Researchers have hypothesized that dairy fat contributes to obesity, but Kratz says full-fat dairy, not low-fat dairy, is consistently associated with more beneficial weight outcomes,19 acknowledging that some of this association may be due to reporting bias or reverse causation. In other words, people struggling with their weight may underreport intake of full-fat dairy or tend to choose low-fat dairy products. "Yogurt and milk, even in full-fat versions, aren't especially calorically dense foods," Kratz says. Cheese is, but most people eat that in smaller amounts.

Quantity vs Quality: The Dairy Food Matrix
For all the talk about saturated fatty acids, dairy foods are more than just vehicles for fat. Dairy foods, like other foods, are a complex matrix of vitamins, minerals, proteins, and carbohydrates as well as saturated fats, MUFAs, and PUFAs. Could part of the controversy and inconclusiveness about the role of saturated fats in health and disease be because the type of saturated fats—and the other qualities of the food it's packaged in—matters, even when supplying the same amount of fat?38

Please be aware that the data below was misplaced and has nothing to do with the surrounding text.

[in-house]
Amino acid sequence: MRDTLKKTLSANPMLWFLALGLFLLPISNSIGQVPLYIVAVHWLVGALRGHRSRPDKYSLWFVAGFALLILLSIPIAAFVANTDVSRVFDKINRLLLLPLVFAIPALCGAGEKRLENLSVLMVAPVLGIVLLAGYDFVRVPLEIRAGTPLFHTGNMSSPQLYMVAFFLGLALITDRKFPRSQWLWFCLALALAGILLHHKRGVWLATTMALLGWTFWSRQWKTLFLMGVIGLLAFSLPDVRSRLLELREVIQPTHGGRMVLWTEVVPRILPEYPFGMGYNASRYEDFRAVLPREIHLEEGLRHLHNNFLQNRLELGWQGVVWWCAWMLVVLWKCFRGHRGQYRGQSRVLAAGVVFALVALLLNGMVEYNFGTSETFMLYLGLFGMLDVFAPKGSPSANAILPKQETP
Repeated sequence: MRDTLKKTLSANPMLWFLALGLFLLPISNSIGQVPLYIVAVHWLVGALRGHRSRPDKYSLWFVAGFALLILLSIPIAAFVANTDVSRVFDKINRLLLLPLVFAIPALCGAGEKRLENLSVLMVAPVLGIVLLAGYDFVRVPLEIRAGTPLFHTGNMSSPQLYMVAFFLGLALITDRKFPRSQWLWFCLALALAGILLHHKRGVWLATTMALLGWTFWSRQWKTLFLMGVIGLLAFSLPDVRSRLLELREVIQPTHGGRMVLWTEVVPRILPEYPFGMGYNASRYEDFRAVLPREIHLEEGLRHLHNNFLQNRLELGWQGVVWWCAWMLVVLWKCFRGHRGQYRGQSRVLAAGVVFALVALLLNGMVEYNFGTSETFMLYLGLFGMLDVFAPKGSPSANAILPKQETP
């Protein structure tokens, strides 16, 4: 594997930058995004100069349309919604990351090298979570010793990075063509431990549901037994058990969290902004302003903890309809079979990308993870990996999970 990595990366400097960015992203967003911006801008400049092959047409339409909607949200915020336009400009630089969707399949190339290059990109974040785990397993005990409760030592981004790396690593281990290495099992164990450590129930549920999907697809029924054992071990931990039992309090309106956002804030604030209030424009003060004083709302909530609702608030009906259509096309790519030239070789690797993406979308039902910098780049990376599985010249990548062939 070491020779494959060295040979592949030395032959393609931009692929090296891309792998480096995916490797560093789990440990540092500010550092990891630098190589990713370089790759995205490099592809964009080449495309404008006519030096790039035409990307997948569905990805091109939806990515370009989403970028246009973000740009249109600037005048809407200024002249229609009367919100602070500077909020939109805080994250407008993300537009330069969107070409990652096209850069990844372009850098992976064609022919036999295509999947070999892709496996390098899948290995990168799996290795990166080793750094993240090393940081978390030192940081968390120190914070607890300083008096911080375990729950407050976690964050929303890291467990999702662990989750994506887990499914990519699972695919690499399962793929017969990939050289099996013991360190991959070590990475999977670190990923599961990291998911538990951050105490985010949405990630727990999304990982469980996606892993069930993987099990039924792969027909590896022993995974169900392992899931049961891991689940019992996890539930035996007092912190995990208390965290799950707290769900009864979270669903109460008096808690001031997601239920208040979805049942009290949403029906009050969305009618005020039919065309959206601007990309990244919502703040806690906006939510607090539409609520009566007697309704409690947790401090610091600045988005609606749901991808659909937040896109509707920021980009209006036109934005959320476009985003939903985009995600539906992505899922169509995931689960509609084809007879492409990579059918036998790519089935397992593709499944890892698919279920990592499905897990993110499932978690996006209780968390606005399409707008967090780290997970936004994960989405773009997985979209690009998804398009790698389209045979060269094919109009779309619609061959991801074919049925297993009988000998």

"There's still a lot to learn, especially with dairy and dairy fat," Mozaffarian says. "I think for decades we've been giving recommendations based on nutrients in food, not on foods themselves. It's critical to have food-based research not just because of the difference in saturated fats but also because of all the other components in dairy"—for example, calcium and vitamin D. "All of our guidance on dairy is based on nutrient science. We don't want saturated fat, but we want these other components, so we recommend low-fat dairy. It's a very deconstructionist, reductionist approach."

Kratz says it's hard to isolate dairy fat intake from the food in which it's consumed, especially in observational studies, and that any disease association found for dairy fat intake could be explained by other food components, such as sugar in ice cream or refined carbohydrates in pizza and fast food. It also may be explained by overall dietary patterns and lifestyle. "People who eat a lot of dairy in the form of cheeseburgers or pizza are not likely to eat those foods with big piles of green leafy vegetables," he says. "They may also be less likely to do other healthful things in their lifestyle."

Evidence does suggest that not all milk fat-containing dairy products have the predicted effect on blood lipids and cholesterol.22,39,40 One of the few observational prospective studies looking at the association of individual dairy foods with CVD incidence found that while total dairy intake was significantly associated with a lower risk of myocardial infarction (MI), individual dairy products appeared to have different associations with MI risk. No difference between low-fat and full-fat versions of specific dairy food products and MI risk was observed.40

"I foresee that in the future our recommendations will be about different foods, instead of nutrients," Mozaffarian says. For example, "instead of recommending low-fat or high-fat dairy, recommending yogurt and cheese."

Benefits of Fermentation